From Chernobyl and Fukushima[5], to Bhopal and Beirut[6], to numerous lab failures[7] and ‘accidental’ infections and deaths of lab employees[8] (to say little of the recent possibility of Covid-19 having escaped from a lab[9]), the dangers posed by them have periodically been quite obvious.

As our surplus energy to minimise these dangers falls, our ability to protect ourselves from them also declines increasing the risks that they pose substantially. It seems only prudent to decommission and ‘safely’ eliminate the dangers while we still have the energetic-ability and resources to do so.

There is little in our current thinking about this situation that leads me to believe we will address these potential catastrophes, however. In fact, I see significant hubris and denial on a daily basis as we surge headlong in the opposite direction expanding on these complexities for the most part rather than reducing them — to say little of our continuing pursuit of the infinite growth chalice on a finite planet.

The fact that we seem to be doing the exact opposite of what seems prudent and forward-thinking does not instill a lot of confidence in me for our long-term prospects. Our failure to address the potential lethal consequences — primarily, it would seem, because of our continuing belief that we can both predict and control complex systems, and because these pursuits further enrich the ruling elite — raises the stakes significantly for both current and future generations, as well as all other life on the planet.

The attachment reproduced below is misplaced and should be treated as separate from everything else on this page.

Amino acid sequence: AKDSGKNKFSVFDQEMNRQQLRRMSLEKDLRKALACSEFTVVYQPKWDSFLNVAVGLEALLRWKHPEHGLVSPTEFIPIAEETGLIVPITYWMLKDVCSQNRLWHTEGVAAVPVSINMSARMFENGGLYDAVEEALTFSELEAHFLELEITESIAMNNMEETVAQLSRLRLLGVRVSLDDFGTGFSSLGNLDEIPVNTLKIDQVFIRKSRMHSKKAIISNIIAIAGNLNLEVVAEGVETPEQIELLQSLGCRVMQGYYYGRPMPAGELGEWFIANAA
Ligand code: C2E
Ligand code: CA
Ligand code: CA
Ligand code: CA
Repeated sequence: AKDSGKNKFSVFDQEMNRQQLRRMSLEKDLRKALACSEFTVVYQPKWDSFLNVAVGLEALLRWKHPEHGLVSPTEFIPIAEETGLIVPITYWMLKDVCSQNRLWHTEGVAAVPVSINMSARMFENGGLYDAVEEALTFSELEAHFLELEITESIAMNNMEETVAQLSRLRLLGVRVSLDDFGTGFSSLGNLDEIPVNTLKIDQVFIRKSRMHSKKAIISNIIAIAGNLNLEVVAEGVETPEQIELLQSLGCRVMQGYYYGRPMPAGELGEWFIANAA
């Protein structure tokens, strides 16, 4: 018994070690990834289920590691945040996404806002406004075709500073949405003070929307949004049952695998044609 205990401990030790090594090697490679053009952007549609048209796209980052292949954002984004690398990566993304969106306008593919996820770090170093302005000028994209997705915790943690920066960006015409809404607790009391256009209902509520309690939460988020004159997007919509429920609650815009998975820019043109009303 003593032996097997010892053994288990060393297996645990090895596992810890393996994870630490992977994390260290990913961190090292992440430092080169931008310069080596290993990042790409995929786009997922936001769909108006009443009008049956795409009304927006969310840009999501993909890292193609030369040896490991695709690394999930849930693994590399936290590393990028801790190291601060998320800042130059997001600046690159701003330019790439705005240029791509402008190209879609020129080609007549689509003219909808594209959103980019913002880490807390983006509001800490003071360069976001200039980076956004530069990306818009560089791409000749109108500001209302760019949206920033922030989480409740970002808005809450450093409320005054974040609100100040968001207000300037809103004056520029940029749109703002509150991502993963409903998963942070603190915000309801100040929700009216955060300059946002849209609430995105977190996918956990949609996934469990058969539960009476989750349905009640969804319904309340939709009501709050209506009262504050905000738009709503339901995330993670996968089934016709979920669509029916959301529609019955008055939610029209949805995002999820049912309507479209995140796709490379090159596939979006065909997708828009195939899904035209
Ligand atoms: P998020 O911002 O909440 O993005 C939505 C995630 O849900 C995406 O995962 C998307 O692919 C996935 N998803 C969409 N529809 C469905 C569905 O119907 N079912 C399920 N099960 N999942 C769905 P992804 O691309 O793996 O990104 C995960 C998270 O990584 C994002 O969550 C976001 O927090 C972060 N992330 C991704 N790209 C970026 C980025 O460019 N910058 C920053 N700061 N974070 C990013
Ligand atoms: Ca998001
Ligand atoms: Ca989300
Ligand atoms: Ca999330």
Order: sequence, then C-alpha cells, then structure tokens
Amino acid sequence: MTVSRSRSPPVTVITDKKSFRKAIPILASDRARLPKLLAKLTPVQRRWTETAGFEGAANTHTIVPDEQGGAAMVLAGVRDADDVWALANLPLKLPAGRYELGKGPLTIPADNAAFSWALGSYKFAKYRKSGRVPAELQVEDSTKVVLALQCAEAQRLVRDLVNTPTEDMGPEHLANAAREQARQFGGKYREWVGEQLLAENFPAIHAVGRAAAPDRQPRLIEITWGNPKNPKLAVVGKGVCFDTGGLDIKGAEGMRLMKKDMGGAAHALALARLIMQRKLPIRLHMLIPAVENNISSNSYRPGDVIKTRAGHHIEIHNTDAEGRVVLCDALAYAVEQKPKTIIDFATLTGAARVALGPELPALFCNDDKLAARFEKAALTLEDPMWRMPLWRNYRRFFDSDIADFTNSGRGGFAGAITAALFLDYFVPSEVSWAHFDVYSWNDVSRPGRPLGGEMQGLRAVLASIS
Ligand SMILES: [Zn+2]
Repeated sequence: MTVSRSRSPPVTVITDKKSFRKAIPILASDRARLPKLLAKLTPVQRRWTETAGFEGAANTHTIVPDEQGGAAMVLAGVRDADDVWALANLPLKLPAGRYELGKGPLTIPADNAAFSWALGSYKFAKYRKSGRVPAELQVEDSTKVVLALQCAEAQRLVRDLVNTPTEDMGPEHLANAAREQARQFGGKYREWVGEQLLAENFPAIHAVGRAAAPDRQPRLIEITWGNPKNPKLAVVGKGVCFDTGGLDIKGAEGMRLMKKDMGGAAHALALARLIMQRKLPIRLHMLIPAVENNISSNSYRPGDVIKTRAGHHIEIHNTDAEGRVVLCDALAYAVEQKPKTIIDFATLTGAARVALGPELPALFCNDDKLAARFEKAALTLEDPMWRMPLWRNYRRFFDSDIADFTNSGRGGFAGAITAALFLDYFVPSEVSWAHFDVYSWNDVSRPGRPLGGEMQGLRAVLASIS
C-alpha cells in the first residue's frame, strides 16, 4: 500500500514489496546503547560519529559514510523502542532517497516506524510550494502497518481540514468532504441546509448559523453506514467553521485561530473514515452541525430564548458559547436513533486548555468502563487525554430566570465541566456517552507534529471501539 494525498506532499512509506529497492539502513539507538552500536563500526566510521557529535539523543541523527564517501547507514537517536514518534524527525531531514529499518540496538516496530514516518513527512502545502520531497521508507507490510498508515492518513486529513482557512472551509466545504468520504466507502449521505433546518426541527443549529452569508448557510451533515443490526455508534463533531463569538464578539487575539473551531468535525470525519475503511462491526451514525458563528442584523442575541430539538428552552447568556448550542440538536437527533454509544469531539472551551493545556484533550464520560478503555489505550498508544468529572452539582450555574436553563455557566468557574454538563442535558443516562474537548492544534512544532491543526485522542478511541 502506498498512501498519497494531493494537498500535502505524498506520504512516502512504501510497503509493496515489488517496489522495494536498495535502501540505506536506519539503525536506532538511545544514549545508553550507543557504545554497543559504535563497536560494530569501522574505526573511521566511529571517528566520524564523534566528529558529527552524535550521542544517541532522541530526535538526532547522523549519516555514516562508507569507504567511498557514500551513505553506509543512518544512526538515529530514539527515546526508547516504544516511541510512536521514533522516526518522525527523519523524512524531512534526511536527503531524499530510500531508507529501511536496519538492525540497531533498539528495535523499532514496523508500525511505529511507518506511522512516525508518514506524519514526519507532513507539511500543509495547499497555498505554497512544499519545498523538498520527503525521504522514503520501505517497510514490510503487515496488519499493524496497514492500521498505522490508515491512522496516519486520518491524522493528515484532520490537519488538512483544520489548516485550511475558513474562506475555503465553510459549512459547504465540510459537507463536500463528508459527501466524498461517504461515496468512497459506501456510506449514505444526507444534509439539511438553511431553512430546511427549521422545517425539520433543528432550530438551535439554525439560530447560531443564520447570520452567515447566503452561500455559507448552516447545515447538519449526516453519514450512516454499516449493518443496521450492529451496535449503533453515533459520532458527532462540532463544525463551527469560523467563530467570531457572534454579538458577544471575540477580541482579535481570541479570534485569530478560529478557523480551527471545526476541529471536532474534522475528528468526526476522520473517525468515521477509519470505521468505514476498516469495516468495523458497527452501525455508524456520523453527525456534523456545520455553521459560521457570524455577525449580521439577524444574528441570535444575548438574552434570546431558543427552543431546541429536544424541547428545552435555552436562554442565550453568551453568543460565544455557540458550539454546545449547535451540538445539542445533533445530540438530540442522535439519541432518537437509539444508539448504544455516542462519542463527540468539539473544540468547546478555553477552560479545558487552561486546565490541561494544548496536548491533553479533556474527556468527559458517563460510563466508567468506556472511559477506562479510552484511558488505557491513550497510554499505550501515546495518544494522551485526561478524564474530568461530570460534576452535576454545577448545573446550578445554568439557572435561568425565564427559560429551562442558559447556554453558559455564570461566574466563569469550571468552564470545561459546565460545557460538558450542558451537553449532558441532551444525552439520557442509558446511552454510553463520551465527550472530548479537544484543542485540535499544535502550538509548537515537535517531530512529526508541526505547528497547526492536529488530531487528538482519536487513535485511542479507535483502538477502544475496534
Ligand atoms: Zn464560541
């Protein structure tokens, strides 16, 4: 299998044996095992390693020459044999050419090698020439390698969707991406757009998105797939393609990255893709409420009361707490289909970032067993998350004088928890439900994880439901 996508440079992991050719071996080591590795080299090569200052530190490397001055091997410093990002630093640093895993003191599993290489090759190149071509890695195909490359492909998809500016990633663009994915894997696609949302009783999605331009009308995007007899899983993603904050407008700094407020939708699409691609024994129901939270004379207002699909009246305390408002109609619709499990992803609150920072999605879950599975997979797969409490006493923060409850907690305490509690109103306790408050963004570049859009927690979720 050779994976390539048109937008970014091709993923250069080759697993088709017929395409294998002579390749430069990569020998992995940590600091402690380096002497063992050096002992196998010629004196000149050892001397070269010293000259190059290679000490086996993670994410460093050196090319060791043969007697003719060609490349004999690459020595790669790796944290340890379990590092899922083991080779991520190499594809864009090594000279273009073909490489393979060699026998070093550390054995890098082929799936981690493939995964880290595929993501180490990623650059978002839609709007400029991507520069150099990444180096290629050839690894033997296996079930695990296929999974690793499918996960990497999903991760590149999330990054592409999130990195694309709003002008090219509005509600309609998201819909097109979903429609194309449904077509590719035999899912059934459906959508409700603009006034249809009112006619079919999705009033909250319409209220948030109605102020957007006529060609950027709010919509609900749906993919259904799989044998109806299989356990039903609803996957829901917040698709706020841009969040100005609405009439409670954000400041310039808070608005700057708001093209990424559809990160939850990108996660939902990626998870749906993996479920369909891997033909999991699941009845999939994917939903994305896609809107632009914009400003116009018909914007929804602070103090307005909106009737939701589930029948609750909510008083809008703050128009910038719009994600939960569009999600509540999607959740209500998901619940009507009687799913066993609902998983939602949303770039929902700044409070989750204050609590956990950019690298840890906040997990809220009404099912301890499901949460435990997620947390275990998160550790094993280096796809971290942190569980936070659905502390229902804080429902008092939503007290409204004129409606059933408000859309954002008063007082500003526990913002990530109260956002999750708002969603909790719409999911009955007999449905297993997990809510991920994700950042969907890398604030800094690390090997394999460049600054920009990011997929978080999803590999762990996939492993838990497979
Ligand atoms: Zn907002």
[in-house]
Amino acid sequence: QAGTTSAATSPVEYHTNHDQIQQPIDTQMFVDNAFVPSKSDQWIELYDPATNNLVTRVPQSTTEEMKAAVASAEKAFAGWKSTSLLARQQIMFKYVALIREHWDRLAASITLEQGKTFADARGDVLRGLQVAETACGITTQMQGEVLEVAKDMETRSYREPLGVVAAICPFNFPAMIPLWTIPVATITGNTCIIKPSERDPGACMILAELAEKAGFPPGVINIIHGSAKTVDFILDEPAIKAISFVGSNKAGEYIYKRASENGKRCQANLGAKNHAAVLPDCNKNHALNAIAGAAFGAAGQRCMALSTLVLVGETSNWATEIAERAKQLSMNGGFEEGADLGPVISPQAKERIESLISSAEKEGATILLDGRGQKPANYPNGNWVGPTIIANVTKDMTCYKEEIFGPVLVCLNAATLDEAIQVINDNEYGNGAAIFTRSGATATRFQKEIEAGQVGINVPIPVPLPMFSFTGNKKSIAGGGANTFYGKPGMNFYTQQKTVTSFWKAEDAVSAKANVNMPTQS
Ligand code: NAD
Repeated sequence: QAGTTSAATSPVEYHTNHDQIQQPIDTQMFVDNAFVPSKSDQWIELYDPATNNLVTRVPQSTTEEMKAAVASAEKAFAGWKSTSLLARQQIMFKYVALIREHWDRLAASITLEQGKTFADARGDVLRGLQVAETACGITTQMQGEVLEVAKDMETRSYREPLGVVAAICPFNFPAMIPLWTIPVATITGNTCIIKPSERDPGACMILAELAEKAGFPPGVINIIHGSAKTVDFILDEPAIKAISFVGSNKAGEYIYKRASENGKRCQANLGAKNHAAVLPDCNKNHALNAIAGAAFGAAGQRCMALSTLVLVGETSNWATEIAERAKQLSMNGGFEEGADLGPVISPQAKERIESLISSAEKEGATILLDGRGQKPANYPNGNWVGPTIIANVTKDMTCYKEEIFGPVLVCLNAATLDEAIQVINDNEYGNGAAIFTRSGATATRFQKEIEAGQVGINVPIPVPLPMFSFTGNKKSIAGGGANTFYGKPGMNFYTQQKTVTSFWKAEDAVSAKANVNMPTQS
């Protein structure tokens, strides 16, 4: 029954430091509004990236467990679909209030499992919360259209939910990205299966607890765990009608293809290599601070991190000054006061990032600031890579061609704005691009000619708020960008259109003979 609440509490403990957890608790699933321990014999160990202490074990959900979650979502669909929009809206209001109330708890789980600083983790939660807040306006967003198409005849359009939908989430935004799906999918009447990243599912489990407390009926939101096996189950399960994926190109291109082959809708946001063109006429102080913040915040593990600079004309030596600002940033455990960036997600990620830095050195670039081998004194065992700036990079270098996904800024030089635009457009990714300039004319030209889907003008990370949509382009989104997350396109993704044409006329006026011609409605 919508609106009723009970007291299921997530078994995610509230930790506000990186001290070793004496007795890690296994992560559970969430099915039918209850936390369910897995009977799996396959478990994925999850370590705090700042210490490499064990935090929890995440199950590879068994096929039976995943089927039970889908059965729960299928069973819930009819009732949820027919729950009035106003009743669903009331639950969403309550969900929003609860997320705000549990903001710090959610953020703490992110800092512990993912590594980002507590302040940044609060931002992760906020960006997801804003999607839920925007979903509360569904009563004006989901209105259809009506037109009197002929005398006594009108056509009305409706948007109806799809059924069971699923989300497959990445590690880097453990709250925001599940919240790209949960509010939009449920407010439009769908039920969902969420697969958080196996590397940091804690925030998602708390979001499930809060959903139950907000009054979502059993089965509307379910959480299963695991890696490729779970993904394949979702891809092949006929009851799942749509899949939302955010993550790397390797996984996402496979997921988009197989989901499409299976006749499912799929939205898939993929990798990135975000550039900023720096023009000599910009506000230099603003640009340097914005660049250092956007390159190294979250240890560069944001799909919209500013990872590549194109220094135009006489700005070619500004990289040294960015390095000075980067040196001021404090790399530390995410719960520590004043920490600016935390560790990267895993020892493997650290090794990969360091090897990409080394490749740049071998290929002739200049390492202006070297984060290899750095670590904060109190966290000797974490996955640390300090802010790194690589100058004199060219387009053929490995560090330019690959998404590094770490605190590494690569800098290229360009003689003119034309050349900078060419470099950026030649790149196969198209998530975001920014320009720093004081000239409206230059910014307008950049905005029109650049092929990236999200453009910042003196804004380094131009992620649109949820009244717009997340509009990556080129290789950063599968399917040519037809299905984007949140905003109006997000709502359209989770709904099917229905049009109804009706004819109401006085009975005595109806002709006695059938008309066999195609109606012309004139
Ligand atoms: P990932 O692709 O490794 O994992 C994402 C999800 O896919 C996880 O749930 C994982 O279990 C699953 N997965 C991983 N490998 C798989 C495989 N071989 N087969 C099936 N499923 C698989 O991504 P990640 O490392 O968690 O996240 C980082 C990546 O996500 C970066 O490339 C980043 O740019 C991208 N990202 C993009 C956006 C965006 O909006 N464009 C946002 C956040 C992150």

Please consider visiting my website. Here you can find links to relevant and associated articles and other websites.

[1] Here I am reminded of the television series The 100 where the fourth season is centred around the devastation wreaked by a wave of fire and radiation that sweeps across the planet as a result of several dozen of the globe’s nuclear plants melting down; their ongoing maintenance was impossible after a complex AI launches the world’s nuclear weapons arsenal in an effort to address human overpopulation. https://en.wikipedia.org/wiki/The_100_(TV_series)

[2] https://en.wikipedia.org/wiki/Nuclear_power_by_country

[3] https://en.wikipedia.org/wiki/List_of_largest_chemical_producers; https://en.wikipedia.org/wiki/Chemical_industry; https://www.yourarticlelibrary.com/industries/top-10-chemical-producing-countries-of-the-world/25394; https://chempedia.info/info/chemical_production_facilities/

[4] https://theconversation.com/fifty-nine-labs-around-world-handle-the-deadliest-pathogens-only-a-quarter-score-high-on-safety-161777;

[5] https://en.wikipedia.org/wiki/Nuclear_and_radiation_accidents_and_incidents

[6] https://en.wikipedia.org/wiki/Chemical_accident

[7] https://eu.usatoday.com/story/news/2016/06/02/newly-disclosed-cdc-lab-incidents-fuel-concerns-safety-transparency/84978860/; https://www.researchgate.net/publication/340402767_Laboratory_accidents_and_breaches_in_biosafety_-_they_do_occur

[8] https://www.torontomu.ca/content/dam/facilities-management-development/environmental-health-safety/docs/2-biological-hazard-classification.pdf

[9] https://www.bmj.com/content/374/bmj.n1656; https://theintercept.com/2022/05/06/deconstructed-lab-leak-covid-katherine-eban/

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Steve Bull (https://olduvai.ca)

Steve Bull (https://olduvai.ca)

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A guy trying to make sense of a complex and seemingly insane world. Spend my days pondering our various predicaments while practising local food production...